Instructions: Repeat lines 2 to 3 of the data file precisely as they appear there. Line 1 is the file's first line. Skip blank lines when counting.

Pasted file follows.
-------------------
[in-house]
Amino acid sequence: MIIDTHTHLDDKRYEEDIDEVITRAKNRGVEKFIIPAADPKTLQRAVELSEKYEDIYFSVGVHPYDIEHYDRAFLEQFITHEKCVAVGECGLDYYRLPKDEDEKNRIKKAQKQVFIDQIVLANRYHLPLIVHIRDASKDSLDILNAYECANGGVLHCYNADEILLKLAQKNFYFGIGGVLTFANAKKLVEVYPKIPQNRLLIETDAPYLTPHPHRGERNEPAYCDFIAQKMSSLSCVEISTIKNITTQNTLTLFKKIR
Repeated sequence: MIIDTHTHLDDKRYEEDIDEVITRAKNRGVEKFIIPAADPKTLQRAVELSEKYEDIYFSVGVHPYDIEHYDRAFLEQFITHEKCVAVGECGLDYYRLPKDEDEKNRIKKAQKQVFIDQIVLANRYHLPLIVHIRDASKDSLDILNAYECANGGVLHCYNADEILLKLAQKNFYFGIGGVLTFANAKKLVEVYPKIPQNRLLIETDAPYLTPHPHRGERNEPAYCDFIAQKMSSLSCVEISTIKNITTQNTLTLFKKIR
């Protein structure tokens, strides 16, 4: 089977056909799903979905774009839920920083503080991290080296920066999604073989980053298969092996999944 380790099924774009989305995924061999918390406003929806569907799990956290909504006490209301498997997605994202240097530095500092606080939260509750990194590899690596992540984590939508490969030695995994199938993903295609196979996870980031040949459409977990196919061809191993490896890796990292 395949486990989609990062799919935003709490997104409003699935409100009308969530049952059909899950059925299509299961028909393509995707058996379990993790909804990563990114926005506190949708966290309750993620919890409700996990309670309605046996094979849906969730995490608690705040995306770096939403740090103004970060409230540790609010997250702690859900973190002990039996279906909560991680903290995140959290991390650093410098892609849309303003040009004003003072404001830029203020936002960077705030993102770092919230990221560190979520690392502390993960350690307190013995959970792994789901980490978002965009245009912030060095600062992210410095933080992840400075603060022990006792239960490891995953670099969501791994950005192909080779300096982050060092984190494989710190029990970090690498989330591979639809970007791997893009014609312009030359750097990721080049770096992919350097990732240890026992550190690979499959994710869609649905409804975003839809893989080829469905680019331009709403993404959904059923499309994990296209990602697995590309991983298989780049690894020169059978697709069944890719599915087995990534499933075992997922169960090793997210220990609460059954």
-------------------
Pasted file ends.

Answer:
Amino acid sequence: MIIDTHTHLDDKRYEEDIDEVITRAKNRGVEKFIIPAADPKTLQRAVELSEKYEDIYFSVGVHPYDIEHYDRAFLEQFITHEKCVAVGECGLDYYRLPKDEDEKNRIKKAQKQVFIDQIVLANRYHLPLIVHIRDASKDSLDILNAYECANGGVLHCYNADEILLKLAQKNFYFGIGGVLTFANAKKLVEVYPKIPQNRLLIETDAPYLTPHPHRGERNEPAYCDFIAQKMSSLSCVEISTIKNITTQNTLTLFKKIR
Repeated sequence: MIIDTHTHLDDKRYEEDIDEVITRAKNRGVEKFIIPAADPKTLQRAVELSEKYEDIYFSVGVHPYDIEHYDRAFLEQFITHEKCVAVGECGLDYYRLPKDEDEKNRIKKAQKQVFIDQIVLANRYHLPLIVHIRDASKDSLDILNAYECANGGVLHCYNADEILLKLAQKNFYFGIGGVLTFANAKKLVEVYPKIPQNRLLIETDAPYLTPHPHRGERNEPAYCDFIAQKMSSLSCVEISTIKNITTQNTLTLFKKIR